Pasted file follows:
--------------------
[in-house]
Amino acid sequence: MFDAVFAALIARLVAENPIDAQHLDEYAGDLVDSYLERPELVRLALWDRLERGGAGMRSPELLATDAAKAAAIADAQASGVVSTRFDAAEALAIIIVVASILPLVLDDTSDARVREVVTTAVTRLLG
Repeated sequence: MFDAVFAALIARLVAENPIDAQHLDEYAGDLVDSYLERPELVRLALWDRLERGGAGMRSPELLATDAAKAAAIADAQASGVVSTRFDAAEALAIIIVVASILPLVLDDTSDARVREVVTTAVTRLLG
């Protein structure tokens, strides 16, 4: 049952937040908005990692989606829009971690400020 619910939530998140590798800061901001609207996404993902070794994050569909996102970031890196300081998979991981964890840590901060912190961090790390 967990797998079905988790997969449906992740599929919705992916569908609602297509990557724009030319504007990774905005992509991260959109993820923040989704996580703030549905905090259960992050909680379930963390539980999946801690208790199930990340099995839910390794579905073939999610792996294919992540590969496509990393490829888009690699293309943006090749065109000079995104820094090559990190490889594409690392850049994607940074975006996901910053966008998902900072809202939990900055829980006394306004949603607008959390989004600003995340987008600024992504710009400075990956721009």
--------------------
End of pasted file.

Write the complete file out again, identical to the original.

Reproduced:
[in-house]
Amino acid sequence: MFDAVFAALIARLVAENPIDAQHLDEYAGDLVDSYLERPELVRLALWDRLERGGAGMRSPELLATDAAKAAAIADAQASGVVSTRFDAAEALAIIIVVASILPLVLDDTSDARVREVVTTAVTRLLG
Repeated sequence: MFDAVFAALIARLVAENPIDAQHLDEYAGDLVDSYLERPELVRLALWDRLERGGAGMRSPELLATDAAKAAAIADAQASGVVSTRFDAAEALAIIIVVASILPLVLDDTSDARVREVVTTAVTRLLG
């Protein structure tokens, strides 16, 4: 049952937040908005990692989606829009971690400020 619910939530998140590798800061901001609207996404993902070794994050569909996102970031890196300081998979991981964890840590901060912190961090790390 967990797998079905988790997969449906992740599929919705992916569908609602297509990557724009030319504007990774905005992509991260959109993820923040989704996580703030549905905090259960992050909680379930963390539980999946801690208790199930990340099995839910390794579905073939999610792996294919992540590969496509990393490829888009690699293309943006090749065109000079995104820094090559990190490889594409690392850049994607940074975006996901910053966008998902900072809202939990900055829980006394306004949603607008959390989004600003995340987008600024992504710009400075990956721009």